Devotional

 “While God, for the most part, allows this cosmos [creation] to work according to the laws of nature, there is never a time when He is not actively involved in every detail of life.” – Charles Swindoll. 

It’s October 2020. We have been fighting the COVID-19 virus for 8 months. We have done everything possible to stall the spread of this very aggressive virus. It made us panic. It disrupted our lives. And it has forced us to pause, re-calibrate, and remember God’s faithfulness amidst worry, fear, doubt, skepticism, frustration, isolation, and uncertainty. The worst of the coronavirus virus will eventually pass and we will begin to resume more normal routines.

For many of us, we have learned some of the things that seemed “small” were actually incredibly important “big” things in life. It’s easy to go through life and not take a moment to focus on the little blessings we all have. So when this is all over, what lessons did we learn, and what are some things that you will never again take for granted? Maybe it was hugging your grandparents, seeing the latest movie, going to a concert, dinner dates, or having the family over for dinner. There are thousands of things that could be listed, but I would like to talk about three.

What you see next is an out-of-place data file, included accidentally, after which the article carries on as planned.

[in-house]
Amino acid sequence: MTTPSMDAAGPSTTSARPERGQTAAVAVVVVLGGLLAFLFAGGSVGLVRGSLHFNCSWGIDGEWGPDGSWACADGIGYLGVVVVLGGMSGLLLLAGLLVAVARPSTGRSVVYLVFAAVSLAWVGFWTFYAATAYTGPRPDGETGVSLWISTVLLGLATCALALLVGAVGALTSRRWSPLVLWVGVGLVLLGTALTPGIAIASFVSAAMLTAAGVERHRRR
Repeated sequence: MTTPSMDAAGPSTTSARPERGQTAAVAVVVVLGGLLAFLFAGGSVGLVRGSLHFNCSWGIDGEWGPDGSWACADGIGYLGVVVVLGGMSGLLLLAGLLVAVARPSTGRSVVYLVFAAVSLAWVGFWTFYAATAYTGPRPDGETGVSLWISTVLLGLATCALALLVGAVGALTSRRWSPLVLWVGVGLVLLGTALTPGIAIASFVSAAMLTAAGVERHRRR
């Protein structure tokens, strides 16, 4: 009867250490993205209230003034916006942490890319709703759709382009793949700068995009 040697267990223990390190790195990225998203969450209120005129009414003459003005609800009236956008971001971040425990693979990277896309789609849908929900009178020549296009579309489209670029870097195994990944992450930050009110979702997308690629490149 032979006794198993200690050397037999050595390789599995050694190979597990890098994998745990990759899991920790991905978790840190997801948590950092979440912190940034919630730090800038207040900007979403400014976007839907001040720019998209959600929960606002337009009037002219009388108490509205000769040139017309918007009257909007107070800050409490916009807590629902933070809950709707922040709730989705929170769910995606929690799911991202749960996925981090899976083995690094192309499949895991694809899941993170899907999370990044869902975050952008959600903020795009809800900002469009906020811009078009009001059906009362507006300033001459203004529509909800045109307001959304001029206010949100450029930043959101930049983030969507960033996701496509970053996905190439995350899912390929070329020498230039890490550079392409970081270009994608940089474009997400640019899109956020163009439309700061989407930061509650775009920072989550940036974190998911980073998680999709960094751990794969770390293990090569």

First, we started focusing on things that truly matter. Our social isolation has forced us to take a break… a “time-out” to rest and reset some priorities… in our lives… our homes… and in our hearts. We paused and took inventory and really evaluated what it is we spend our time doing, our money investing in, and our efforts pursuing. 

Second, we have learned that time has one direction and that direction is forward. Without sounding like Captain Obvious, you can’t get anything back from yesterday.  During the pandemic we learned to appreciate today while you have it. The pandemic taught us a great deal about time. We tended to think through what it is that’s lasting and eternal… and put all our efforts to invest in what matters most. Maybe it’s slowing down to connect with that particularly difficult child. Maybe it’s pursuing a meaningful, or possibly overdue, conversation with your spouse.  Maybe it’s asking a neighbor if you can serve them in some way or carving out the time to just get to know them. Maybe it’s finally addressing that wedge that’s grown between you and another.  Maybe it’s being present in lives of others instead of rushing past.

Third, church worship service and other gatherings are one of the most undervalued and under-appreciated events in our culture. This is the first time in many of our lives that we have not been able to “be” at and with the church every week. It was unnatural and debilitating. It was frustrating. There is something powerful and unique when the church gathers.  To be in-person to sing, hear God’s word, and take communion is an abiding place for the Spirit. During the time we could not meet as a body, we learned how important it is to do life together with other believers on a regular basis. I don’t think we fully appreciate how much we benefitted from being in church every week until it was missing. In the same vein, we took for granted the opportunity to meet in small groups each week.    

Discussion Questions:

  1. What lessons did you learn from COVID-19?
  2. How can these lessons bring us closer to God?